History permeates this town – literally from one end to another. So for this history-buff I absolutely soaked it up. Mihaela also shared the very sad years of communist control ran the country in the form of its’ leader, Nicolae Ceausescu, from 1967 to 1989. His severe repression of the country created a revolution that would ultimately cost him and his wife their lives.
Mihaela was just 9 years old when the revolution occurred December 21, 1989. His big project the Parliament building, is still the largest administration building in the world. As you can see it is just ridiculously big and still unfinished. Ceausescu began his palace project and quickly went into debt, so to reimburse this debt he exported goods out of the country leaving his own countrymen starving and poor. She shared the very sad existence of rationing and long lines for just a loaf of bread. Because energy was also controlled, most cities went black after dark. This reality I just can not fathom.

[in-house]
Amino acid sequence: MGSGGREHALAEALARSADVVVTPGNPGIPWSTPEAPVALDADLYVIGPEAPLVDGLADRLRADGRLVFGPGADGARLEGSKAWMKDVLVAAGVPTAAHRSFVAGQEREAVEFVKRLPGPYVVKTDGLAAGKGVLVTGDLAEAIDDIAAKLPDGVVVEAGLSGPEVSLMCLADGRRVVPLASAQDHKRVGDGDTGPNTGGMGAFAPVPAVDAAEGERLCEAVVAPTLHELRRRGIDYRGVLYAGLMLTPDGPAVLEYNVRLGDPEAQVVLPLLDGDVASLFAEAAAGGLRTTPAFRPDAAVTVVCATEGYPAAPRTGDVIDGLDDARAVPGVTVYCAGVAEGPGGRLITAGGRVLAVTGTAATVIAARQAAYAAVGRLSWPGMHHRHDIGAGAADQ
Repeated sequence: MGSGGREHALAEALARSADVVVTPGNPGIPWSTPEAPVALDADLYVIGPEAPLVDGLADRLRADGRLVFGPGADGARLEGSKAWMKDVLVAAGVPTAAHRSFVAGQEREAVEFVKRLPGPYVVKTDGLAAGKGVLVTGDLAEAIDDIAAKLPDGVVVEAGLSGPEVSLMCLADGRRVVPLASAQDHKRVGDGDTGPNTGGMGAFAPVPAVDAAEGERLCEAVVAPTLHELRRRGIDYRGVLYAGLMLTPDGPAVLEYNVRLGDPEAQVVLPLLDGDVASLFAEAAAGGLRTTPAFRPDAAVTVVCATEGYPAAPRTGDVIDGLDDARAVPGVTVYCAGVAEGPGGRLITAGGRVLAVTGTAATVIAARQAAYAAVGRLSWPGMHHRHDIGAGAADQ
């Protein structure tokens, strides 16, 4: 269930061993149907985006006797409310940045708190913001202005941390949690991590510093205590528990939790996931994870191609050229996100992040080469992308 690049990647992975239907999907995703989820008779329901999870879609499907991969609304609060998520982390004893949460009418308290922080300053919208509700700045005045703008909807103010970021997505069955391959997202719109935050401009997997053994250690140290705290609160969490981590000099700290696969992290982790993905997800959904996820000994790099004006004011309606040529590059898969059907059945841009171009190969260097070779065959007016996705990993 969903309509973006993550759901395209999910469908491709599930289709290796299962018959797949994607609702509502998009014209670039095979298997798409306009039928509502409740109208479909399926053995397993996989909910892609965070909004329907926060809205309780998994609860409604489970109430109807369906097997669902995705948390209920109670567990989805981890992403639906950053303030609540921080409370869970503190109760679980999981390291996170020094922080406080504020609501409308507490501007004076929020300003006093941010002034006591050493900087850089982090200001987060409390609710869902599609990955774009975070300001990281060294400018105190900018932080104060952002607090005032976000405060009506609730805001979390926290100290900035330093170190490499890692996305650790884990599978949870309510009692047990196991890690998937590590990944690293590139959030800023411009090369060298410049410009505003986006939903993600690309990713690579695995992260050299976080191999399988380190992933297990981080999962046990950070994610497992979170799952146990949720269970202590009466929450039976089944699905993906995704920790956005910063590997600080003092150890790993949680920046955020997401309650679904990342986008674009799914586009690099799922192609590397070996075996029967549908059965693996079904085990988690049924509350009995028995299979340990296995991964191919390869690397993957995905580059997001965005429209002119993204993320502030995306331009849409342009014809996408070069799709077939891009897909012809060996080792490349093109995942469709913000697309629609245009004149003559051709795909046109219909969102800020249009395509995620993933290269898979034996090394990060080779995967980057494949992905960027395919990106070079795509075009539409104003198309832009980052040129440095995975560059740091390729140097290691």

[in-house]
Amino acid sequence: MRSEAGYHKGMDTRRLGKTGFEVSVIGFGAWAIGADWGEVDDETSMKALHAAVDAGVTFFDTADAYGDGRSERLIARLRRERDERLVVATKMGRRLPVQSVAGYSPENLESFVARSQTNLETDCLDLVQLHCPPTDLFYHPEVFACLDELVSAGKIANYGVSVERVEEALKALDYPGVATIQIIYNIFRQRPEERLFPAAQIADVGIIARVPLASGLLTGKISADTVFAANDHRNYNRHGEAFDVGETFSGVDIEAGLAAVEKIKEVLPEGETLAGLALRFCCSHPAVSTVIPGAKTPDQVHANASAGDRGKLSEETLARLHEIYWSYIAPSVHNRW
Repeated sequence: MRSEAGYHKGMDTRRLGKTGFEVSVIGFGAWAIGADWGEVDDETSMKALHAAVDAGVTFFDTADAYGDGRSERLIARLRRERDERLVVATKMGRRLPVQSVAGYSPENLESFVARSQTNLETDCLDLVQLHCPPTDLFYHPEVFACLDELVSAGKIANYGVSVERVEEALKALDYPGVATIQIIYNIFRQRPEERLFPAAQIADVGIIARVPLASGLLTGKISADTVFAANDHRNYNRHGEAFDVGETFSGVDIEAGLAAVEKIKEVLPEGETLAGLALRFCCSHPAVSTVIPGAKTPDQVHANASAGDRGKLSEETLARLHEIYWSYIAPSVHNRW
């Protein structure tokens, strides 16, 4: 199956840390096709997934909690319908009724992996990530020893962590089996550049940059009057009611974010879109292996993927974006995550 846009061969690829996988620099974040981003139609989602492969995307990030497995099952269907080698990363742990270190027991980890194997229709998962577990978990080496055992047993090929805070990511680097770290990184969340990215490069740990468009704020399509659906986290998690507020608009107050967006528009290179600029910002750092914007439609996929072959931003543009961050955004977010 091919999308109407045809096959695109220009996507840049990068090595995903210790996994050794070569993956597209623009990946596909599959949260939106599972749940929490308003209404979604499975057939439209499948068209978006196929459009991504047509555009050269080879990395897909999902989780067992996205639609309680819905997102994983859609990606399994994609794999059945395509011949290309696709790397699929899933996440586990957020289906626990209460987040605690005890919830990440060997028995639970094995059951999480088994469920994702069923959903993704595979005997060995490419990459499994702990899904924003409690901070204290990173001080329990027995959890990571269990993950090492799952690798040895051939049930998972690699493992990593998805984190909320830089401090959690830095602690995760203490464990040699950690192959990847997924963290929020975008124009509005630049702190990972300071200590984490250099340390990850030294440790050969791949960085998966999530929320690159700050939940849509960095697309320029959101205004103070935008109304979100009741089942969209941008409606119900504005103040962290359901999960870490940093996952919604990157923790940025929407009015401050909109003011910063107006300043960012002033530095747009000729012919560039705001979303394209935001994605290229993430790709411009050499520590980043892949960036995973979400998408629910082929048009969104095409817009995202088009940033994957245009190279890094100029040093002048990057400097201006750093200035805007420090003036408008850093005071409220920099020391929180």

Travel does this to you ~ real people share real stories
and your outlook and your life changes.
Stop for lunch
After our amazing tour we asked Mihaela where to grab a bite to eat and asked her to join us! I had more questions~ She took us to a little local place called La Plācinte. Here we enjoyed a wonderful salad with dill dressing and the Moldavian cuisine specialty Învartita cu varza murata (or Moldavian pastry pie with pickled cabbage.) She also introduced me to a sweet drink with cherry juice and crushed red fruits (cherries, strawberries and raspberries) Compt de fructe de Padure